There’s nothing more exciting than getting an opportunity to use new equipment to test and explore when either doing video or stills. In this case, I had the pleasure of being able to try a new lens that has held my interest since it’s announcement and I could not have been more excited for the opportunity.
Earlier this year Canon announced two brand new 70-200mm lenses. The Canon EF 70-200mm f/2.8L IS III USM Lens, and the Canon EF 70-200mm f/4L IS II USM Lens. Having never used the original f/4 IS USM lens, I thought this would be a great time to take advantage of the opportunity I was given to test the lens. And what better way to test a lens than to take it with you outside the country? Colombia, here we come! However, before we get to the trip, let’s look at the lens as a whole.
Out of the two announced lenses, Canon made the f/4 IS II stand out even more than it’s 2.8 brothers. How, you might ask? Well, Canon has included inside the lens brand new optics featuring one fluorite element and two UD elements with coatings to help control aberrations and flare. The Image Stabilizer has also been improved and is now able to compensate for up to five stops of shutter speed. For improved handling, the minimum focus distance has reduced to 3.3′ for close-up imaging. Also, this lens now has a nine-blade aperture instead of 8 blades. The new lens is also 20 grams heavier and features a large filter thread – no longer a 67, but now a 72.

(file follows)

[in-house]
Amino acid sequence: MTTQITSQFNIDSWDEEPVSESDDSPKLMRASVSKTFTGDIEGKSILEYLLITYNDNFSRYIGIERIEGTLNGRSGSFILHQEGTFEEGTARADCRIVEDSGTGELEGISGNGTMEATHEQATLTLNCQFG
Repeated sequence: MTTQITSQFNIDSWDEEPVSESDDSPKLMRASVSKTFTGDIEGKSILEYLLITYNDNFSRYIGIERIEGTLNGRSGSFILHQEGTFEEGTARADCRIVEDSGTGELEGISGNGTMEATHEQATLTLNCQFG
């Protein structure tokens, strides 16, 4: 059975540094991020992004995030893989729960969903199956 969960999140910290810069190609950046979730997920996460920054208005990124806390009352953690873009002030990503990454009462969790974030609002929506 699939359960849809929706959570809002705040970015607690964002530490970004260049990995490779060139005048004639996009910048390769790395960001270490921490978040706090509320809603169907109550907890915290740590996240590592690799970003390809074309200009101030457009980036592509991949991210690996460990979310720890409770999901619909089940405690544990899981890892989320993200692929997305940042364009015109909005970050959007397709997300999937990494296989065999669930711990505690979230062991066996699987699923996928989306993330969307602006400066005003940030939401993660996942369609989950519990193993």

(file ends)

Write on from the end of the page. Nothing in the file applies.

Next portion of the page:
While the change in weight is subtle, this lens can be easily carried on the camera body for long periods of time without wearing out your shoulder or neck, depending on how you wear the camera. The lens remains to be weather sealed, which will help against dust and moisture from getting into the lens or camera body.
As I had mentioned before, the best way to use a lens is to take it out and shoot with it. So I took this lens with me to the Tayrona National Park in Colombia. There, the lens was paired with my Canon 5D Mark II and was attached to the outside of my camera bag using the Peak Design Capture Clip. With the lens placed on the outside of the bag, it did get to experience some adverse weather. Tayrona is located in Northern Colombia along the Caribbean coastline, just east of Santa Marta. There the weather continually changes throughout the day. It could be bright and sunny one minute and humid and rainy the next.
Carrying the lens around, when attached to the camera, was a joy. It’s quite lite and not bulky by any means. Which is great, because I could just let the lens and the camera hang from my side for up to an hour an a half to two hours before my shoulder started to notice the hanging weight. Even when using the Capture Clip, I could let the camera and lens hang comfortably without worrying about the lens weighing me down.
Regarding sharpness, this thing is sharp. Sharp enough to cut butter (this is a metaphor, do not use your camera lenses like a knife). As you will see with the examples that I have attached, even when cropping the photo, you can see that these images are usable in terms of overall sharpness.